One of my favorite novelists is John Irving.
He’s the author of books that are both critically acclaimed and wildly popular, such as The Word According To Garp, A Prayer For Owen Meany, and The Cider House Rules.
Most Irving novels blend high hilarity, deep pathos, and improbable plot twists to craft narratives that are both entertaining and enriching.
And he’s known for something else: he writes the last sentence of his novels first. Once that wording is set, the rest of the novel is ready to take shape. In fact, that process drives The Last Night In Twisted River, one of my favorite Irving novels of all.
And I can’t help but think that what works now for John Irving worked earlier for John the author of the Fourth Gospel, also known as John The Evangelist.
In John 20:31 — not exactly the last sentence, but pretty close, especially if John 21 is a sort of appendix to the rest of the book — John very clearly states his reason for writing Jesus’ story:
31 But these are written that you may believe[a] that Jesus is the Messiah, the Son of God, and that by believing you may have life in his name.
Everything John includes, then, is for that singular purpose: that you might believe and that by believing you will have life in his name.
I can imagine the inspired author getting that sentence down on
paper parchment, sitting back, and exclaiming, “I’ve got it! Now that I know why I’m writing and where the story is headed, that will determine what I’ll leave in, what I’ll leave out, and what hints I’ll drop along the way.”
And those “hints along the way” interest me for this post in particular. On Tuesday, a friend and I were continuing our study of John (this is why being a pastor is such a good gig), and as part of the prelude to the Lazarus story, we read these words in 11:14-15:
14 So then [Jesus] told them plainly, “Lazarus is dead, 15 and for your sake I am glad I was not there, so that you may believe. But let us go to him.”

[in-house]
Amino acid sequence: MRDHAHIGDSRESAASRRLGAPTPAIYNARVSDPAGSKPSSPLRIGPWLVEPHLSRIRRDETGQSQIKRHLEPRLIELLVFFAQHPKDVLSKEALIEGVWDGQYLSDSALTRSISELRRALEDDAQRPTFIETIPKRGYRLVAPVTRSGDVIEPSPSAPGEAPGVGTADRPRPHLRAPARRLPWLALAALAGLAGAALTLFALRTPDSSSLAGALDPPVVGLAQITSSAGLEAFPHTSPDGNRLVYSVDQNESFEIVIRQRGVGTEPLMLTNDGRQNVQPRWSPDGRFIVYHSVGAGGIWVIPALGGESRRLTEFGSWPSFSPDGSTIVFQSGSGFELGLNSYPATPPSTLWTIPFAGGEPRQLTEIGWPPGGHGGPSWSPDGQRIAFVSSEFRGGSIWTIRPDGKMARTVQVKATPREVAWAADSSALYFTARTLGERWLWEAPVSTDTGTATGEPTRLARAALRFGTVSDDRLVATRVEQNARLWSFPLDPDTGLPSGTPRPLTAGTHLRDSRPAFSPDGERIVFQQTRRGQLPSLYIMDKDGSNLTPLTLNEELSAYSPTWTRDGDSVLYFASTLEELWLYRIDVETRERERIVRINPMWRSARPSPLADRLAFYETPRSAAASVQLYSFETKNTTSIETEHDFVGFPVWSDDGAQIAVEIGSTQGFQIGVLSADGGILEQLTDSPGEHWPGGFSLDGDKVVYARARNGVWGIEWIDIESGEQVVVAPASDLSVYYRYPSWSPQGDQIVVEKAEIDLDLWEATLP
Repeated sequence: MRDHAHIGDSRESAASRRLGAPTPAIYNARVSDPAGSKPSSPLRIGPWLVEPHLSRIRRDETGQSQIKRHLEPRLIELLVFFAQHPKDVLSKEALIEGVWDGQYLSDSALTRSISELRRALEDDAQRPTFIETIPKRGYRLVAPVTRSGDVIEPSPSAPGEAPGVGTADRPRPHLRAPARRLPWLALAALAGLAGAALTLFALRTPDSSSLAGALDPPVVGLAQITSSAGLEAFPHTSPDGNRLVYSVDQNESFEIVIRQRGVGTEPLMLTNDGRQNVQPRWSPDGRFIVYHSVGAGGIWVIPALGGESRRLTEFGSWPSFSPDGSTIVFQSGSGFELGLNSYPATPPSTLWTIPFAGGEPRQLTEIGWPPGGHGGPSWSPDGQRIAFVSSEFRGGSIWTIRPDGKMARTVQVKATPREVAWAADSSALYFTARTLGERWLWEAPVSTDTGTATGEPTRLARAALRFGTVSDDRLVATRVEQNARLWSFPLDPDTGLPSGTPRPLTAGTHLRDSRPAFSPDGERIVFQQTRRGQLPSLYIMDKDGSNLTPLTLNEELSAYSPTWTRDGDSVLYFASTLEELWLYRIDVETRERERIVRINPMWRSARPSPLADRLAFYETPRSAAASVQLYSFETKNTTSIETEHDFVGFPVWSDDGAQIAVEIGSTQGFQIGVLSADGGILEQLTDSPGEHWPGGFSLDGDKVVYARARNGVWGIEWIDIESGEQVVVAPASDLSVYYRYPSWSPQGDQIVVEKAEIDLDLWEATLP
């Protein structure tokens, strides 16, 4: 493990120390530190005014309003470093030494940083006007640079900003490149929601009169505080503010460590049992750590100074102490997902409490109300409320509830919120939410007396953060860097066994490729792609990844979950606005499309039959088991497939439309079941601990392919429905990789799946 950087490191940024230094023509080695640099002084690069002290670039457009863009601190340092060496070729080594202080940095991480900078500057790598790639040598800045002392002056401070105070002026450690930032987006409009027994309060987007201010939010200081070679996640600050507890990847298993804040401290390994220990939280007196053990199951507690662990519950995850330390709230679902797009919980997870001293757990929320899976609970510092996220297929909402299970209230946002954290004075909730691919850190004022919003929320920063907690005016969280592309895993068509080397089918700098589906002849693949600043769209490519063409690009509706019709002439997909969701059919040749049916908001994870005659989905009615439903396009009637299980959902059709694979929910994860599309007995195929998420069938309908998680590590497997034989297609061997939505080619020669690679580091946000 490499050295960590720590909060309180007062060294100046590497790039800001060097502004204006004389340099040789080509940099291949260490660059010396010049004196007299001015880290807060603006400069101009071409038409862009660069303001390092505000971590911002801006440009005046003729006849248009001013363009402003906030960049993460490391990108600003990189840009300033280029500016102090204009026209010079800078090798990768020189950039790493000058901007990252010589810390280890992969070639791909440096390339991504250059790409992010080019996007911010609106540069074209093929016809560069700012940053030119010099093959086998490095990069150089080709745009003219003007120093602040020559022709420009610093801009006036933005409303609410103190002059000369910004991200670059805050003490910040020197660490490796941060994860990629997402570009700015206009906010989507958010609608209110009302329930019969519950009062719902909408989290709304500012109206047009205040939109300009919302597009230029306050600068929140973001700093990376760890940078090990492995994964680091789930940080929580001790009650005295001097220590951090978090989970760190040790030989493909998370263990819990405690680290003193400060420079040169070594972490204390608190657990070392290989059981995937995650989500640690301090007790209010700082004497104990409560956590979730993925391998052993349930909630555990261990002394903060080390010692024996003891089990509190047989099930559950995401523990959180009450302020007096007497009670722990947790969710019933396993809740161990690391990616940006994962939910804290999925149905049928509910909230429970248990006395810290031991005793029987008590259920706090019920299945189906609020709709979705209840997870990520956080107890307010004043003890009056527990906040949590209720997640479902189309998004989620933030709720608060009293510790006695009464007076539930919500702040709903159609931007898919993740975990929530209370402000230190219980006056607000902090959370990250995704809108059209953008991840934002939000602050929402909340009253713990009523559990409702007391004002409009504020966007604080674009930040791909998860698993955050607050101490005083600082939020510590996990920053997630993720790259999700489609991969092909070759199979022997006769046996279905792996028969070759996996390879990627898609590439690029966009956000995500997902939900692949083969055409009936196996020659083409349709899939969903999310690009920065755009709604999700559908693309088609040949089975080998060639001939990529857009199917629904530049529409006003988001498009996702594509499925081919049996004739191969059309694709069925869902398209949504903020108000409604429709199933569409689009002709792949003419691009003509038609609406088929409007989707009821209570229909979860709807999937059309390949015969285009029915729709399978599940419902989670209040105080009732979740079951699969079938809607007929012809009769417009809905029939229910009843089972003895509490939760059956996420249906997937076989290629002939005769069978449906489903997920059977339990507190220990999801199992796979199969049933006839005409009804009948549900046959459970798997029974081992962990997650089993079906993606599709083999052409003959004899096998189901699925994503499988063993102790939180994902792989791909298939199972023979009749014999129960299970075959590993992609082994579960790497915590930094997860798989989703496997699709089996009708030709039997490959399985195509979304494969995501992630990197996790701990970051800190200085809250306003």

I’ve been reading John for 35 years; I’ve known 20:31 is the thesis statement for 25 years, and yet I’d never noticed that bread crumb John drops through Jesus in chapter 11: so that you might believe. On Tuesday, reading it out loud and in community, it literally leaped off the page at me.
It’s what John Irving’s readers would call a foreshadow.
It turns out John the Evangelist leaves similar clues throughout his gospel:
John 3:15 (often overlooked because of his big brother, the 3:16!): 14 Just as Moses lifted up the snake in the wilderness, so the Son of Man must be lifted up,[b] 15 that everyone who believes may have eternal life in him.”[c]
John 5:24: “Very truly I tell you, whoever hears my word and believes him who sent me has eternal life and will not be judged but has crossed over from death to life.
John 19:35: “The man who saw it has given testimony, and his testimony is true. He knows that he tells the truth, and he testifies so that you also may believe.”
And in case we miss the pattern and the purpose,John makes the same declaration in letter form in I John 5:13: I write these things to you who believe in the name of the Son of God so that you may know that you have eternal life.
When you write that last sentence first everything else in the story falls into place. It’s true of novels. It’s true of Gospels. And, in many cases, it’s true of sermons as well.